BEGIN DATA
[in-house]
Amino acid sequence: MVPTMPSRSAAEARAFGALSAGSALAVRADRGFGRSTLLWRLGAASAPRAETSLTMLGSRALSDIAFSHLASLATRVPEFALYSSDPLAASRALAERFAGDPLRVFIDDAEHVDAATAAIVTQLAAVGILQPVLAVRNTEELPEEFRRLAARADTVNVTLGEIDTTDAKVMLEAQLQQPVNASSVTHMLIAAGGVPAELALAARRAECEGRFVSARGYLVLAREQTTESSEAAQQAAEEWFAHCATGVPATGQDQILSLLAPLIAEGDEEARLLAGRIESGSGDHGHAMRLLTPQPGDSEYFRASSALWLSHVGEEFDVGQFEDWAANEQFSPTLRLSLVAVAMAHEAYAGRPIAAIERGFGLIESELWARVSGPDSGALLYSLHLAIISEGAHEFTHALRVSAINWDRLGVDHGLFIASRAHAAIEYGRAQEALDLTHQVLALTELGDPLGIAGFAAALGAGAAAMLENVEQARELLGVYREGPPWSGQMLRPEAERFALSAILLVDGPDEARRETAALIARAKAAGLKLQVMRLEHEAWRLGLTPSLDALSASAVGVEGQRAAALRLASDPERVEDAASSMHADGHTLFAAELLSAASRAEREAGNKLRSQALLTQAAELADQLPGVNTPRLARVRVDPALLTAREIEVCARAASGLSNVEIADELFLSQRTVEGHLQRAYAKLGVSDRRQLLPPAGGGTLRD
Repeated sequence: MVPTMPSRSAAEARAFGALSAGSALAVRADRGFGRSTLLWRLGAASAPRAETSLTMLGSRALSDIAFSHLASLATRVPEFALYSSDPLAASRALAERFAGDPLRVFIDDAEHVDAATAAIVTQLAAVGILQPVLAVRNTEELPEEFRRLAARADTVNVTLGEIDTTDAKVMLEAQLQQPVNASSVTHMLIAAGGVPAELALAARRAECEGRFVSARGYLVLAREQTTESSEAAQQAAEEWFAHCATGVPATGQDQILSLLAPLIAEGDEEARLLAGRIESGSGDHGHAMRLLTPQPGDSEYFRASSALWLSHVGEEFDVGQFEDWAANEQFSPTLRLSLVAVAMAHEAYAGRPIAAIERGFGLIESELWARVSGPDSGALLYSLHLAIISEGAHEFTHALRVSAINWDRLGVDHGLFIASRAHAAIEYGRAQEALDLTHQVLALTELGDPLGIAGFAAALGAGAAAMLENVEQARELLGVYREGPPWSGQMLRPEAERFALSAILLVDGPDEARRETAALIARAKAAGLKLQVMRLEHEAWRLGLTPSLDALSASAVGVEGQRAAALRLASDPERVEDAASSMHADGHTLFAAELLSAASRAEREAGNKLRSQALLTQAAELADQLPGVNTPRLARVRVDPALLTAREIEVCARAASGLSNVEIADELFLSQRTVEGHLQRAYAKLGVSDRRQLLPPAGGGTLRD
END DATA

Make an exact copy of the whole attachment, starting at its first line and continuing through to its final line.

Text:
[in-house]
Amino acid sequence: MVPTMPSRSAAEARAFGALSAGSALAVRADRGFGRSTLLWRLGAASAPRAETSLTMLGSRALSDIAFSHLASLATRVPEFALYSSDPLAASRALAERFAGDPLRVFIDDAEHVDAATAAIVTQLAAVGILQPVLAVRNTEELPEEFRRLAARADTVNVTLGEIDTTDAKVMLEAQLQQPVNASSVTHMLIAAGGVPAELALAARRAECEGRFVSARGYLVLAREQTTESSEAAQQAAEEWFAHCATGVPATGQDQILSLLAPLIAEGDEEARLLAGRIESGSGDHGHAMRLLTPQPGDSEYFRASSALWLSHVGEEFDVGQFEDWAANEQFSPTLRLSLVAVAMAHEAYAGRPIAAIERGFGLIESELWARVSGPDSGALLYSLHLAIISEGAHEFTHALRVSAINWDRLGVDHGLFIASRAHAAIEYGRAQEALDLTHQVLALTELGDPLGIAGFAAALGAGAAAMLENVEQARELLGVYREGPPWSGQMLRPEAERFALSAILLVDGPDEARRETAALIARAKAAGLKLQVMRLEHEAWRLGLTPSLDALSASAVGVEGQRAAALRLASDPERVEDAASSMHADGHTLFAAELLSAASRAEREAGNKLRSQALLTQAAELADQLPGVNTPRLARVRVDPALLTAREIEVCARAASGLSNVEIADELFLSQRTVEGHLQRAYAKLGVSDRRQLLPPAGGGTLRD
Repeated sequence: MVPTMPSRSAAEARAFGALSAGSALAVRADRGFGRSTLLWRLGAASAPRAETSLTMLGSRALSDIAFSHLASLATRVPEFALYSSDPLAASRALAERFAGDPLRVFIDDAEHVDAATAAIVTQLAAVGILQPVLAVRNTEELPEEFRRLAARADTVNVTLGEIDTTDAKVMLEAQLQQPVNASSVTHMLIAAGGVPAELALAARRAECEGRFVSARGYLVLAREQTTESSEAAQQAAEEWFAHCATGVPATGQDQILSLLAPLIAEGDEEARLLAGRIESGSGDHGHAMRLLTPQPGDSEYFRASSALWLSHVGEEFDVGQFEDWAANEQFSPTLRLSLVAVAMAHEAYAGRPIAAIERGFGLIESELWARVSGPDSGALLYSLHLAIISEGAHEFTHALRVSAINWDRLGVDHGLFIASRAHAAIEYGRAQEALDLTHQVLALTELGDPLGIAGFAAALGAGAAAMLENVEQARELLGVYREGPPWSGQMLRPEAERFALSAILLVDGPDEARRETAALIARAKAAGLKLQVMRLEHEAWRLGLTPSLDALSASAVGVEGQRAAALRLASDPERVEDAASSMHADGHTLFAAELLSAASRAEREAGNKLRSQALLTQAAELADQLPGVNTPRLARVRVDPALLTAREIEVCARAASGLSNVEIADELFLSQRTVEGHLQRAYAKLGVSDRRQLLPPAGGGTLRD